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Improving Pneumococcal Vaccination Rates in Older Adults Through Enhanced Academic Detailing: Medicine, Nursing and Pharmacy Partnerships

Funding: Pfizer


Vaccines are a low-cost high-impact intervention that effectively and efficiently reduce the burden of infectious diseases. Yet many populations, especially in rural areas, have vaccination rates well under nationally recommended levels. Integrating adult vaccination screening, education, administration, and billing into older adults’ visits is proving to be challenging because of competing priorities. This quality improvement project will develop a replicable model of enhanced academic detailing to increase vaccine utilization. Academic detailing is an evidence-based approach to change clinical practice, where tailored material is shared colleague-to-colleague to improve decision-making. Enhanced academic detailing is conceptualized as a comprehensive approach that includes identification of healthcare provider and system barriers, builds an infrastructure for adult vaccinations, and is delivered by an interdisciplinary team. Our project will be phased over 30-months and starts with training a team of pharmacy, nursing, and medical researchers and students in the academic detailing approach. Then, interested community-based medical clinics and rural pharmacies in Whitman County, Washington will be recruited to pilot this approach. Our goal is to facilitate sustainable practice change in order to increase pneumococcal vaccination rates among older adults in rural Eastern Washington. We intend to demonstrate that a model for enhanced academic detailing can be developed that will consistently increase pneumococcal vaccination rates in rural-dwelling older adults in comparison to usual care. We plan to achieve our goal by pursuing three objectives: assess vaccination barriers, develop an enhanced academic-detailing model, and change healthcare providers’ vaccination practices. We anticipate expected outcomes of decreased vaccination barriers and increased vaccination rates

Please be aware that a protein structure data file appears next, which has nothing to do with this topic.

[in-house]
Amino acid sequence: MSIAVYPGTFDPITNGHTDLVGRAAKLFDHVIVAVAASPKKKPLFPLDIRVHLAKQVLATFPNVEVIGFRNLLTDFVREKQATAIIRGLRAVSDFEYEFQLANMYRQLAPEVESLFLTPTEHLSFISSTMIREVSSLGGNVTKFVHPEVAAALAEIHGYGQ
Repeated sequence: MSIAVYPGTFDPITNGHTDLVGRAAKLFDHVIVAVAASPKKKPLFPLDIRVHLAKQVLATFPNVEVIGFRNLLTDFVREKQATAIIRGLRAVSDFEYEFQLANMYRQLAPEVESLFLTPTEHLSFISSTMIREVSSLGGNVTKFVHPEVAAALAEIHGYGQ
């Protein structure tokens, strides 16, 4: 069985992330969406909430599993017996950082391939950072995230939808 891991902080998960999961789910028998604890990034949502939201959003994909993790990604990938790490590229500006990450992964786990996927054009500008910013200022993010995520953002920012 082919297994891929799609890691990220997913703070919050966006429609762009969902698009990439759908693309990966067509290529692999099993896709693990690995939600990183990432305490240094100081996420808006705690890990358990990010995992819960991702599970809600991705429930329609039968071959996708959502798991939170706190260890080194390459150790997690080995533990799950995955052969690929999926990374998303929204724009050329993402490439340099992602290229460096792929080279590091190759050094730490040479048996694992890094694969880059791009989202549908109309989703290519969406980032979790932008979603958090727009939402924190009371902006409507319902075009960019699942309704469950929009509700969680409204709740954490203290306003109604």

Primary Investigator

Dr. Kimberly McKeirnan, PharmD
WSU College of Pharmacy

Team Members